Atlanta Estate Planning, Wills & Probate | Siedentopf Law

How Do You Divide an Estate in a Will?

You may be wondering what is the best way to divide an estate in a will. Your reasoning for asking this may be fairness to your beneficiaries, attempts to avoid tax penalties, or a number of other reasons. Continue reading to learn more about the division of your estate.

Before we dig into how to divide an estate in a will, let’s talk about the things that make up your estate.

Tangible Personal Property

Tangible personal property is just that. Property that you personally own and can hold, but the twist is this property can be relocated. This spans from items of high value (such as fine art, jewelry, and vehicles) to that worthless thimble collection. Some items may not hold monetary value, but they are deeply sentimental to you. These items all comprise your tangible personal property.

Real Estate

We all know what real estate is, but in terms of estate planning real estate is land aka property that cannot be relocated. Sometimes real estate is owned individually or jointly.

Read more about real estate titling here.

Accounts with Beneficiary Designations

These accounts are assets that you own or insurance policies that you hold that have a beneficiary designation. These are a part of your estate that are typically not divided under the terms of a Will or Trust. For example: a bank account that is payable on death to a beneficiary, or a life insurance policy that names a beneficiary to receive funds upon the death of the insured.


This is the junk drawer of estate planning. It catches everything that doesn’t fall into one of the categories above. It also catches any of the items listed above that you don’t identify as going to a specific beneficiary.

Things to Consider When Dividing an Estate

Okay, so now that we understand what we’re dividing in an estate plan, let’s talk about how you can divide an estate.

The truth is you can divide it any way you want!

You are the owner of the estate until you die, so you do get the final say on what goes into your estate plan. There are some things to keep in mind, though.

Capacity of the Beneficiary

It is important to understand the capacity of the beneficiary you are naming. Is the person disabled and receiving disability benefits (SSI)? If so, a special needs trust will likely be needed to make sure their inheritance doesn’t disqualify them from needed benefits and assistance. Does the beneficiary have a substance abuse or gambling problem? Safeguards through a trust should likely be put in place to ensure the inheritance is helpful rather than harmful. Is the person still a minor? Having a trust in place will make it so the court doesn’t have to appoint a conservator for the child.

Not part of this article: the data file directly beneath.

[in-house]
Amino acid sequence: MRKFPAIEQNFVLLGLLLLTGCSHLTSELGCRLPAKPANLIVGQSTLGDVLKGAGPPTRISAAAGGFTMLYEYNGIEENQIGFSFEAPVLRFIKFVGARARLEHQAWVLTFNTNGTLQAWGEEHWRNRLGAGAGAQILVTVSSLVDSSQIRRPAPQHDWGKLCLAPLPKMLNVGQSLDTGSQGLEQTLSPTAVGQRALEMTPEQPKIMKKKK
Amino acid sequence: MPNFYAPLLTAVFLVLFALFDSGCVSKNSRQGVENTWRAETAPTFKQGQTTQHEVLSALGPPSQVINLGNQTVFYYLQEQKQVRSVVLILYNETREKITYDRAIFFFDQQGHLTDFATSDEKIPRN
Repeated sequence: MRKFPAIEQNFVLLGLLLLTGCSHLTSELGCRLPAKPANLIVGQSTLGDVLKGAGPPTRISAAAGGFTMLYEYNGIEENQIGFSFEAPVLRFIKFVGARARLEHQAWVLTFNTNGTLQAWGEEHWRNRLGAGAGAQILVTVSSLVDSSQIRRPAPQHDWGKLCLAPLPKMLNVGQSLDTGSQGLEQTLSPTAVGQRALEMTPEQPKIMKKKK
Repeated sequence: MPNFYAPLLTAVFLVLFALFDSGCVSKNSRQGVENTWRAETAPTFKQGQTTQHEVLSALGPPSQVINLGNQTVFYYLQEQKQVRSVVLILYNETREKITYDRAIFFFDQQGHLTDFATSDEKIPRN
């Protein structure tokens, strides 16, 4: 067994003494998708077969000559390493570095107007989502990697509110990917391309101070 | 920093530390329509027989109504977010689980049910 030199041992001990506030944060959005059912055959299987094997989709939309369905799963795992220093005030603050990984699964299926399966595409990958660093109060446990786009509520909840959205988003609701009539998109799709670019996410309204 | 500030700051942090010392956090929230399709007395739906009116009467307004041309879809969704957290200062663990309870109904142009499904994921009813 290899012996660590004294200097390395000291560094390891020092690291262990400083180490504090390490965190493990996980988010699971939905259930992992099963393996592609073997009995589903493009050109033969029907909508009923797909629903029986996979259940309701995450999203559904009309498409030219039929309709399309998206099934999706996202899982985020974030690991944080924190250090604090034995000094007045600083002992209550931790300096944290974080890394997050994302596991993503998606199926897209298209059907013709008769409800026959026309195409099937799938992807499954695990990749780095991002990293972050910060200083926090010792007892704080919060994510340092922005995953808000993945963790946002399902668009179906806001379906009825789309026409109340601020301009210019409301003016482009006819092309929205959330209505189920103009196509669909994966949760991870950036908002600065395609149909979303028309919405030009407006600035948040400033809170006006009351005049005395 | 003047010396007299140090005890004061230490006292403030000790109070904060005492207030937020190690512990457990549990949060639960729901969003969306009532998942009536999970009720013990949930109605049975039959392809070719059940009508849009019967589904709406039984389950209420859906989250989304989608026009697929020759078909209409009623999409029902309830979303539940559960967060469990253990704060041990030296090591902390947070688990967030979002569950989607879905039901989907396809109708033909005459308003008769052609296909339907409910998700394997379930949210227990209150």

If there is something that gives you pause or concerns you about a beneficiary you would like to name, tell your attorney. There are so many tools that can be utilized to ensure the inheritance is a blessing, not a curse.

Relationship of the Beneficiary

Many families today are blended. This is such a beautiful representation of what a family can be and is. Sadly, many states do not recognize stepchildren or unmarried life partners as heirs. So, if you wish to include loved ones who aren’t considered heirs by the state, you have to name that clearly in your estate plan.

So, back to the question at hand: how do you divide an estate?

This really is a personal decision. Every estate, person, and family is different.

Many people choose to leave everything to the surviving spouse. Others choose to divide everything evenly among their children. Some leave everything to charity. Some leave one child their real estate, and use beneficiary designations for the life insurance policy to another child while directing that the tangible personal property and residuary be divided evenly between the two.

There is no one-size-fits-all answer to this question. The best thing to do is to consult with an experienced estate planning attorney. Share everything about your estate and desired beneficiaries with them. They will help you determine which tools are needed and how to divide your estate in a way that serves your needs and desires.

We know that having an estate plan is important, and making sure it says what you want it to say is even more important. We can help you figure out exactly how to divide your assets upon your death. We are here to help and offer peace of mind and relief. Call us at (404) 736-6066 or visit our website to schedule a consultation.

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